Fletch Questions Himself
I have a 1969 Chevelle wagon that my son, Thomas, campaigns in Stock Eliminator. Until last season, it had been a cruise night car and sometime bracket bomber. When we decided to make it into a class car, we rebuilt it from top to bottom, replacing or upgrading virtually every component in the car. At the first race of the season, it wasn’t quite as consistent as I thought it should have been, but I laid it off on other factors. Well, at the second event, the car fell off badly, losing a couple of tenths in the quarter-mile. We got the car home and went through everything, but really couldn’t find anything wrong.
Not being able to find anything concrete, I decided that with an all new fuel system, it somehow must have gotten a little trash in the carburetor, and that the problem would be resolved by a simple disassembly and a thorough cleaning. Thomas went to a few more races and the car still wandered around more than it should have, but by that time, I was gone racing elsewhere and he was on his own. He’s a driver, and not really much of a mechanic, so it got rather frustrating trying to diagnose things over the phone.
To make a long story short, during the course of the season, I changed everything but the roof. Multiple carburetors, fuel pump, regulator, coil, ignition box, plugs, wires, transmission, converter, etc. You name it, I changed it, but nothing seemed to help, at least not for long. There would be stints where it would run well, but then it would just slow down 3 to 5 hundredths for no good reason, and when you’re racing in a bracket style format, that just isn’t going to get it done. He still managed to win some races, but it was a constant struggle.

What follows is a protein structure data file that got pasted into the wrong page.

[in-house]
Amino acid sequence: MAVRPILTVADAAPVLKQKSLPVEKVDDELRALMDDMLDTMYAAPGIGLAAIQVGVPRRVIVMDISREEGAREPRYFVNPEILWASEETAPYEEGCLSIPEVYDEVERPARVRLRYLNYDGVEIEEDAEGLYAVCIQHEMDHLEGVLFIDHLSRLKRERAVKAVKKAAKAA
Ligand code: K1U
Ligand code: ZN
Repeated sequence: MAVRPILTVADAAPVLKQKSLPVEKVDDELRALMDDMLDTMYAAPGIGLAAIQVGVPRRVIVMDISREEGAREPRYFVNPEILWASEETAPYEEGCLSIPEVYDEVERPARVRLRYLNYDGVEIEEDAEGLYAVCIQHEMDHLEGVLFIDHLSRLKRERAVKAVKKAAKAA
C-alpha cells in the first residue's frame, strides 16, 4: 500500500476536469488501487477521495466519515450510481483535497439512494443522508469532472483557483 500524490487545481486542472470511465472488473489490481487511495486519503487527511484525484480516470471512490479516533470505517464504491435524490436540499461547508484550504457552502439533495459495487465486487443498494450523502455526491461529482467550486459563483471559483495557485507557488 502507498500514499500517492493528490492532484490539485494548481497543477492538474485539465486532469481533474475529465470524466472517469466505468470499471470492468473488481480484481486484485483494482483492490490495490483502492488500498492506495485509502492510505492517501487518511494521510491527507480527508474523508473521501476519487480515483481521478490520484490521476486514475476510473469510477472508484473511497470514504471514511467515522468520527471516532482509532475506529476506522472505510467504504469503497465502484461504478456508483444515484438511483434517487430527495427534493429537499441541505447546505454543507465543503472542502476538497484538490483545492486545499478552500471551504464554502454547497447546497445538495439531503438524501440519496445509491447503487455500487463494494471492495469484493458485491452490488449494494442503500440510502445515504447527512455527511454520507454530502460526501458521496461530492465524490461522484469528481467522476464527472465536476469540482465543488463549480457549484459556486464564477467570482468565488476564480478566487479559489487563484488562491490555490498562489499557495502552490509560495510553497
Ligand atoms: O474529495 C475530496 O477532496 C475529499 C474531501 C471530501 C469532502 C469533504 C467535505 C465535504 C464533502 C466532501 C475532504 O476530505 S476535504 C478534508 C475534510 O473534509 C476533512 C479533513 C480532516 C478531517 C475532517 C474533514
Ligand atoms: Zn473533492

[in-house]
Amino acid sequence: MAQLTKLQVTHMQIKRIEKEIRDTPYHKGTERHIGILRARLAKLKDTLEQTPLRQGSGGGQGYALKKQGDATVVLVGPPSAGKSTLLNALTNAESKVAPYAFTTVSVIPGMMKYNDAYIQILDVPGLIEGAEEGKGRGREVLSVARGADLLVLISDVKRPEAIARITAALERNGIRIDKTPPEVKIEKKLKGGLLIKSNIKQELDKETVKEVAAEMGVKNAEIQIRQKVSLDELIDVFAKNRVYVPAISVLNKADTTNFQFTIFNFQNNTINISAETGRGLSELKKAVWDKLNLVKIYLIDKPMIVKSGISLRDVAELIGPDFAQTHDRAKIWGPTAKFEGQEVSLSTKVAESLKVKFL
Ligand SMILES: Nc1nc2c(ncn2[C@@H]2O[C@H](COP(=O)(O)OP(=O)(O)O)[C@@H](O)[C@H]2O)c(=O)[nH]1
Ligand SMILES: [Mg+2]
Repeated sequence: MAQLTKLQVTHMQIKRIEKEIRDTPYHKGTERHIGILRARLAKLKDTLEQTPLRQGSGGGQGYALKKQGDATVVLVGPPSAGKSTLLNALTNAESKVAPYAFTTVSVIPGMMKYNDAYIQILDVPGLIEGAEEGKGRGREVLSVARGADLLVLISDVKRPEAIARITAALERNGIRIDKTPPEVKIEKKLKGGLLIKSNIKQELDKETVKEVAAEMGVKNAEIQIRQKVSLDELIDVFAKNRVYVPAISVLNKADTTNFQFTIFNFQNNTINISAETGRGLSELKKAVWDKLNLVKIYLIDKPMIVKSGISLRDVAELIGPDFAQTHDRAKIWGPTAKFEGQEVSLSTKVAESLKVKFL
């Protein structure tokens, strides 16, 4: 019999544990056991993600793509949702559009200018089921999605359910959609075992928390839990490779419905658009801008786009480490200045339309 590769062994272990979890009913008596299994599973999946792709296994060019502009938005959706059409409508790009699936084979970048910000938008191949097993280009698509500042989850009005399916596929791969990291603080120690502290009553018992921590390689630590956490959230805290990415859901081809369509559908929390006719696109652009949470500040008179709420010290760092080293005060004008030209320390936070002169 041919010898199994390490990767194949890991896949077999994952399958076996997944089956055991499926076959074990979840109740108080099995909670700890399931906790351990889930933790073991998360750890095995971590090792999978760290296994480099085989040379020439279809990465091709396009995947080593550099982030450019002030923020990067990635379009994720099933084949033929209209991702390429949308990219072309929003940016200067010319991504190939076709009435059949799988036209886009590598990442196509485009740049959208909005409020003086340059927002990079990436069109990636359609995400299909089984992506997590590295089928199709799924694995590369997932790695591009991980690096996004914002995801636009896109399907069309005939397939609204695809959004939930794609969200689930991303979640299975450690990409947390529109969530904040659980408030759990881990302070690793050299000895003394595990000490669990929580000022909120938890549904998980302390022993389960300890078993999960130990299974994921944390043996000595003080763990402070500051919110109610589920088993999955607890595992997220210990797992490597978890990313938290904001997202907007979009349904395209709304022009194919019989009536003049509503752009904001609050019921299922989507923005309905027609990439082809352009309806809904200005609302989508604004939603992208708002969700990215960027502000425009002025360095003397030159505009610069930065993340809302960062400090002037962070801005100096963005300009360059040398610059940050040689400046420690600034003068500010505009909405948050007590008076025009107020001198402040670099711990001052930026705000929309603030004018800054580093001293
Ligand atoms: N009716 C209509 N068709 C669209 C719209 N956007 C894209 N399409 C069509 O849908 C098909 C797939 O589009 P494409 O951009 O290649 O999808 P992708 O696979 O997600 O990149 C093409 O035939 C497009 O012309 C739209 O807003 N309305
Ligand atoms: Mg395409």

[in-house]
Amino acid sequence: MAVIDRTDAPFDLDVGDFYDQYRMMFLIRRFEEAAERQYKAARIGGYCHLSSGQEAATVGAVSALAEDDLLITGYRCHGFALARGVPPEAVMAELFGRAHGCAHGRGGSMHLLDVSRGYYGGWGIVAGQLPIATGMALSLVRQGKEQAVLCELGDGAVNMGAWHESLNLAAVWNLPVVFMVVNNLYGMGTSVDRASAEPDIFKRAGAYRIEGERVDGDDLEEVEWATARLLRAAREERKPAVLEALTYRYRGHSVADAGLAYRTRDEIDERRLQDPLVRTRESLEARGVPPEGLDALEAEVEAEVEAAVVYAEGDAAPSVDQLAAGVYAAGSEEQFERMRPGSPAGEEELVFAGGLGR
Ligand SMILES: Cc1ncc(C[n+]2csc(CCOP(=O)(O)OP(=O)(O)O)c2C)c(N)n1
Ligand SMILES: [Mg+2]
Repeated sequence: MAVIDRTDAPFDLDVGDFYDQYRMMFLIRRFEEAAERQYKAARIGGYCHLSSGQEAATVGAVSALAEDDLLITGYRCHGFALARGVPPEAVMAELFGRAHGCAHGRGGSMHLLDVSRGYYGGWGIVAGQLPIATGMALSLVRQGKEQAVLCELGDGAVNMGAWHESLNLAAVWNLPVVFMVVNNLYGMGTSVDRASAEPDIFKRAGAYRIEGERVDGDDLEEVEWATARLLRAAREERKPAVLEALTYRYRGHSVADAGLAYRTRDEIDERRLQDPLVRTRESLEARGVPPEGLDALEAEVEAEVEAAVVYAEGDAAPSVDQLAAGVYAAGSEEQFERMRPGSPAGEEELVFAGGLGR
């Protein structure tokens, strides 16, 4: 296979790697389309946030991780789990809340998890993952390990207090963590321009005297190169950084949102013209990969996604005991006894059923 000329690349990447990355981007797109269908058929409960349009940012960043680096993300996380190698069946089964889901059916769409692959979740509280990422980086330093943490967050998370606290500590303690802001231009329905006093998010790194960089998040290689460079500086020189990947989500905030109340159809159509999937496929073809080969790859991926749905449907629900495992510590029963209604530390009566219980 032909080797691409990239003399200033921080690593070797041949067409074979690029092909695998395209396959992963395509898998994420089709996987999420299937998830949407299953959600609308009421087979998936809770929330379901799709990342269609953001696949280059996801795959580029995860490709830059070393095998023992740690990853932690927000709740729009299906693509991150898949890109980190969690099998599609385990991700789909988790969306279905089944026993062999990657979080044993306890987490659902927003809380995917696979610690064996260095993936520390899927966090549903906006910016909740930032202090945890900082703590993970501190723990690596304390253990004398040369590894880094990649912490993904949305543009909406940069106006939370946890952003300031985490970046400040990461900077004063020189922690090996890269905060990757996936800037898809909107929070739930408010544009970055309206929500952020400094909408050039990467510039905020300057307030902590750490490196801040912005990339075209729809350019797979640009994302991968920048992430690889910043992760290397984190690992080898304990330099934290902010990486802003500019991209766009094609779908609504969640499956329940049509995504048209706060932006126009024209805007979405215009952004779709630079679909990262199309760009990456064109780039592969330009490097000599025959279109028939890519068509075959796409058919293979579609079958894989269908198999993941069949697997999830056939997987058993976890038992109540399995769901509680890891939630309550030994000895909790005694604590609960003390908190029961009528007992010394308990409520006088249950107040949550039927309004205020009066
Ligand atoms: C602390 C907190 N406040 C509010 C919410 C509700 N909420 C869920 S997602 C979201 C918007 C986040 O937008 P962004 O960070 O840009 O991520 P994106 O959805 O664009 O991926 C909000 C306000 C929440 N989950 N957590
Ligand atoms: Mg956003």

Near the end of the season, it did another major drop off at an event, and I happened to be there that time. I had checked the timing on several occasions during the course of the year, and it was always correct, but this time I physically removed the distributor to inspect it. It is the type with the advance locked, and I had an experience one time where the roll pin had sheared, but somehow it kept coming back to the same position. The inspection revealed the roll pin intact, and nothing else seemed amiss. One isn’t allowed a crank trigger in Stock Eliminator, so the distributor is more than just a plug wire holder, but still, it’s a pretty simple deal.
I put the distributor back in, and went to set the timing. Now when I put my distributor in, I’m always within a few degrees, and I was looking for 35. Fire the car, 10 degrees. Huh? That’s not possible. Pull it back out, bring No. 1 up, pointer at 35, put it back in, 35 degrees. Ok, what was that about? Shut the car off, take a deep breath, and then start it again. 10 degrees. OK, this really isn’t possible, but now it dawns on me, Thomas said the car started hard the other day, like it had way too much timing. Now it’s got way too little. Something is going on here, I’m just not sure what.
Got a restoration question that’s been puzzling you? Send it to: [ m ] Super Chevy, Fletch, 9036 Brittany Way, Tampa, FL 33619. [ e ] email@example.com [ f ] 813/675-3557